No book should be banned. Having said that, this book is the most scandalous writing I’ve encountered after Lolita. The protagonist of this D. H. Lawrence novel is Lady Chatterley, a newly married young woman, whose upper-class husband has been paralyzed and rendered impotent. Her sexual frustration leads her into an affair with the gamekeeper of their estate. This novel is about Constance’s realisation that she cannot live with the mind alone; she must also be alive physically.
She feels that her husband has become passionless and empty. He is portrayed as a weak, vain man, displaying a patronising attitude toward his supposed inferiors. He soullessly pursues money and fame through industry and the meaningless manipulation of words. His impotence is symbolic of his failings as a strong, sensual man. The contrasting character of Mellors is one rooted in deep-seated sensuality, the knowledge of a woman’s body and her needs, and of a strong and sultry man.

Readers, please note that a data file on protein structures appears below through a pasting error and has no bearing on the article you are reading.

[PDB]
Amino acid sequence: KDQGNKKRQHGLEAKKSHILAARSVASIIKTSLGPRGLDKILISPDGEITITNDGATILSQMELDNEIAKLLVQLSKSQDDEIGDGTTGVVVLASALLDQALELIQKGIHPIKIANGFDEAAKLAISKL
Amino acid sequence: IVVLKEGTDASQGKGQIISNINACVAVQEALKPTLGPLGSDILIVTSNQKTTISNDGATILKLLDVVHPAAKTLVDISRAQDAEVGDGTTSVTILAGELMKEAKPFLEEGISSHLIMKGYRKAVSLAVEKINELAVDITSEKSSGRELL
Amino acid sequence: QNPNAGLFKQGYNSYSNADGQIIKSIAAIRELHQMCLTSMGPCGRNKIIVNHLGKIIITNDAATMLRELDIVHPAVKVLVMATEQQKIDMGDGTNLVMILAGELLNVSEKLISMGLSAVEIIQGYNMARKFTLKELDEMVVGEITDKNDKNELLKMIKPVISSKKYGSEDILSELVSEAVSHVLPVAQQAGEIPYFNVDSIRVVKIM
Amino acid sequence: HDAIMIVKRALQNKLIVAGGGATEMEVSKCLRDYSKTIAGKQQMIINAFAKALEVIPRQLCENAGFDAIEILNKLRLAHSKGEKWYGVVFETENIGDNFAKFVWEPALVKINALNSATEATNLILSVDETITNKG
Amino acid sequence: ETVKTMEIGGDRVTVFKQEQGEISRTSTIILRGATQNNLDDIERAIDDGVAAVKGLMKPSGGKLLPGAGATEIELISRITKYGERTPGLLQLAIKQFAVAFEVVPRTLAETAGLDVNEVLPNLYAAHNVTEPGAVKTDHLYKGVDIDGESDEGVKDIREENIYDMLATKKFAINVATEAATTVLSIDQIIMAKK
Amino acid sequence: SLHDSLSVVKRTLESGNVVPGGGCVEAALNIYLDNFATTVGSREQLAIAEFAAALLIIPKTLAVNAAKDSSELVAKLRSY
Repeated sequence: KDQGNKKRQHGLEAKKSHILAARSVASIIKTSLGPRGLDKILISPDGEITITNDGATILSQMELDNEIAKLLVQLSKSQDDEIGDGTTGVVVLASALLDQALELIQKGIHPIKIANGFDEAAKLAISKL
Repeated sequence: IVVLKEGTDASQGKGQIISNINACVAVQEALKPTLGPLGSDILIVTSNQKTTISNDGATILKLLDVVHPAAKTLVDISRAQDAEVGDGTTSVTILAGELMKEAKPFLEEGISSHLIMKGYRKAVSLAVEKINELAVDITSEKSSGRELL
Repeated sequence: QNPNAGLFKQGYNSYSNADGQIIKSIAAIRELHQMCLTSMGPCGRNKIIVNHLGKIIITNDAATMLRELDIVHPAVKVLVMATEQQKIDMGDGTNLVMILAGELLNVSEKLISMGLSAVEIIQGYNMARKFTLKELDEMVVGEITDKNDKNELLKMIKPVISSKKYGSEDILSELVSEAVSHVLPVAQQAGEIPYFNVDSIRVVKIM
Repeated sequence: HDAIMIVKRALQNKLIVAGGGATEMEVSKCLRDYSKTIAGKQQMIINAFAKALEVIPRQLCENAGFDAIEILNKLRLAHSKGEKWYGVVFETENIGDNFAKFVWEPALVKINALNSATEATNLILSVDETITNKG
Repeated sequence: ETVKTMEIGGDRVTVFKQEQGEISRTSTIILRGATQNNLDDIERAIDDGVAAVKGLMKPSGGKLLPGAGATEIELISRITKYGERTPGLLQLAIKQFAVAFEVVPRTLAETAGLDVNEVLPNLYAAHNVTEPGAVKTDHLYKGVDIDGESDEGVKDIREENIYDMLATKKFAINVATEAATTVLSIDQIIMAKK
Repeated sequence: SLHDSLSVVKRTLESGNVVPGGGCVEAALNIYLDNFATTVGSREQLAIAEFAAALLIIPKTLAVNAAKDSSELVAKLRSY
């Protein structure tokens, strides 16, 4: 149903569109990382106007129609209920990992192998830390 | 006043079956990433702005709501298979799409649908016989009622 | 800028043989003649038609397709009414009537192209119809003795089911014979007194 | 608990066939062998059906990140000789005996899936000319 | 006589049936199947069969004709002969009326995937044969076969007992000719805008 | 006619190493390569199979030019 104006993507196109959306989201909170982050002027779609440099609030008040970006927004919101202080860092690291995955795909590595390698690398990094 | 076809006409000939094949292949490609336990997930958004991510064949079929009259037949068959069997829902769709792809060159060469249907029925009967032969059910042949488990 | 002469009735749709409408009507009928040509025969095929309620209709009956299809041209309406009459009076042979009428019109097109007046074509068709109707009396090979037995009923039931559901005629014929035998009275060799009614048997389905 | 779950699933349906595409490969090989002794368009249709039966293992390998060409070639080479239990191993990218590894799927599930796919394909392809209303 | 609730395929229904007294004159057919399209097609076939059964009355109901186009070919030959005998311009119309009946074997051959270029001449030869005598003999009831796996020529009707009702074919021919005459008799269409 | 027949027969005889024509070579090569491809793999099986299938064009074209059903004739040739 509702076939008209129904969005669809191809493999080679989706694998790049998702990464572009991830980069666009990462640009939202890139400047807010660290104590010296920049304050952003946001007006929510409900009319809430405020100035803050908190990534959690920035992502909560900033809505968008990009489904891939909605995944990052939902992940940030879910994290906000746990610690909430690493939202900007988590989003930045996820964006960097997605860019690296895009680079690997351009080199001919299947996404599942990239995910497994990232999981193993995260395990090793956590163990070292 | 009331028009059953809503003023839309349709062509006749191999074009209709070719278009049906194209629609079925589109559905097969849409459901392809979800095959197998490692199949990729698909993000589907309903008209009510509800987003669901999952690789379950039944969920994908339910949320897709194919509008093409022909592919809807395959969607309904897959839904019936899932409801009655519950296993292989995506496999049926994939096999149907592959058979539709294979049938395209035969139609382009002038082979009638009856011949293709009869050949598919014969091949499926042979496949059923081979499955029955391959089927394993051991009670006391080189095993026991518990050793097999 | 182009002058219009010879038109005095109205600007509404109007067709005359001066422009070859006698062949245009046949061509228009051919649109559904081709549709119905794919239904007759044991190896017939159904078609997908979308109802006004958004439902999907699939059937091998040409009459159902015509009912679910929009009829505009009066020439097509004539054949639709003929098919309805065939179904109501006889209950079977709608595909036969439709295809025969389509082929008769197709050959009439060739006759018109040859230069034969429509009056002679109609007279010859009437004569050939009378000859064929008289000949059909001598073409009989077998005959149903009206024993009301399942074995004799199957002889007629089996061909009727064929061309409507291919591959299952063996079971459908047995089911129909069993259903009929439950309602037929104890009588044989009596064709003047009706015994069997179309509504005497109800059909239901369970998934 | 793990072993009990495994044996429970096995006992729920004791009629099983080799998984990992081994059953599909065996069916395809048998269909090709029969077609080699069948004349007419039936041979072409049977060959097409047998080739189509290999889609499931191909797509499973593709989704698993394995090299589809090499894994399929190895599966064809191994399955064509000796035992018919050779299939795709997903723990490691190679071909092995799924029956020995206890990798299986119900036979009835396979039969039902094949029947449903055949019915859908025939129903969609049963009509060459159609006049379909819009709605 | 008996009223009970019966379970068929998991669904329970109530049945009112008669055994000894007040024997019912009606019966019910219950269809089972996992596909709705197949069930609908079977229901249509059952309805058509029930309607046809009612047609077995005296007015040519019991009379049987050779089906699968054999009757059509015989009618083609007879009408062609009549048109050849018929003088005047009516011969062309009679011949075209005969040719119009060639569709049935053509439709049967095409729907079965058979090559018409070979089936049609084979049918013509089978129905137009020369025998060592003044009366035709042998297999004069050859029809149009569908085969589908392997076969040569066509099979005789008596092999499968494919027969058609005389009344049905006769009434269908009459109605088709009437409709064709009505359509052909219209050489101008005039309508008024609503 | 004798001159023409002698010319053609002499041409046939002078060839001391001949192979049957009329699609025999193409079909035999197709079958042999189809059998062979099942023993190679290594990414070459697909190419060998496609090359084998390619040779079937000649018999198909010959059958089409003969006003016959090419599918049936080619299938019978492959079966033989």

The reason why this book was banned was not because of the usage of words like ‘cunt’ or ‘fuck’ freely throughout, but because the book acknowledged a woman’s physical and sexual needs. In the early ‘90s of pretentious upper-class men who kept mistresses despite having wives, this book turned those tables. That is why this book was banned. That is why it had to be un-banned eventually.
This is a beautiful but heavy book. There are multiple layers to every character and if one wants to truly understand the connotations, one must really concentrate. And yes, take it in spirit so as not to have an upturned nose at the end.
Quote: “It was not the passion that was new to her, it was the yearning adoration. She knew she had always feared it, for it left her helpless; she feared it still, lest if she adored him too much, then she would lose herself, become effaced, and she did not want to be effaced, a slave, like a savage woman. She must not become a slave. She feared her adoration, yet she would not at once fight against it.”